Water heater currently electric switch to gas can I vent directly outside?

Home Maintenance Questions and AnswersCategory: Water Heater VentingWater heater currently electric switch to gas can I vent directly outside?
Question by Fred McCaa

I currently live in a 2 story home and it has an electric water heater which is extremely expensive, I would like to switch to a gas WH. The problem is the utility room is on the first floor with no access to the second floor to run a chimney exhaust, can I vent it directly out the wall using double wall gas pipe and run it up the side of the house terminating about 3 feet above the bottom of the roof on the second floor? Or is there something else I can do?

1 Answers
Dariusz Rudnicki Staff answered 10 months ago

Hi Fred,
There are a few options to choose from and there are several variables that might prevent any one of those installations. The one you mentioned, natural draft water heater installation, would probably be the least expensive, you’d just need to carefully calculate vent pipe dimensions, termination point, above the roof, and secure the entire venting system to your building structure.
The two other options / installations could be the easiest ones to perform but slightly more expensive. Power vent water heater – you’d just run one PVC pipe through the wall, the only concern on the outside would be exhaust discharge pipe clearances to any openings. Of course this one requires electrical power for the vent motor so you need to compare energy usage between the natural draft and power vented water heater. Also, the motor may not be that quiet, more here – http://www.checkthishouse.com/2991/water-heater-pvc-vent-pipe-and-power-venting.html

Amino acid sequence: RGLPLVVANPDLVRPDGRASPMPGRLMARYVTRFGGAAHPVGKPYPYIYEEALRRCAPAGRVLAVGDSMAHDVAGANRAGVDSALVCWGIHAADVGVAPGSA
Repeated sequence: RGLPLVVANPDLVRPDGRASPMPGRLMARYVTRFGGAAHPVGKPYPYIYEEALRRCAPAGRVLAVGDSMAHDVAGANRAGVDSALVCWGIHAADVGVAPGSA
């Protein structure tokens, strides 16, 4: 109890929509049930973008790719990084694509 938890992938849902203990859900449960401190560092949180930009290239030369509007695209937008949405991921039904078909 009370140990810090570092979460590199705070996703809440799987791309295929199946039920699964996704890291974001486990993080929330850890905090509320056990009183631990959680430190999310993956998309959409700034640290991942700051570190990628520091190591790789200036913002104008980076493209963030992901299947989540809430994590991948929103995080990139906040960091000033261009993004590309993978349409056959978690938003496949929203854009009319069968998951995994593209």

Direct vent water heater – it’s a more efficient and more expensive version of the power vent type. Just like the power vent one, this one vents through the side wall but with a different type of a vent pipe.
You could also opt in for a tankless gas water heater but it requires larger gas supply line and it’s quite expensive (the heater and its venting system).
There’s one more important thing you need to keep in mind, the natural draft and power vent type water heaters (single pipe) require  combustion air from within the house to ensure proper burning. More details here – http://www.checkthishouse.com/2531/combustion-air-for-fuel-burning-appliances.html
There are also specific location restrictions that apply to those (except for the direct vent type) water heaters – for example they cannot be installed in sleeping ares or bathrooms.
Let me know if you have more questions but your best bet would be to ask some local professionals for installation suggestions. Sometimes you have to see the location to come up with a solution that is best under the circumstances.
Darek

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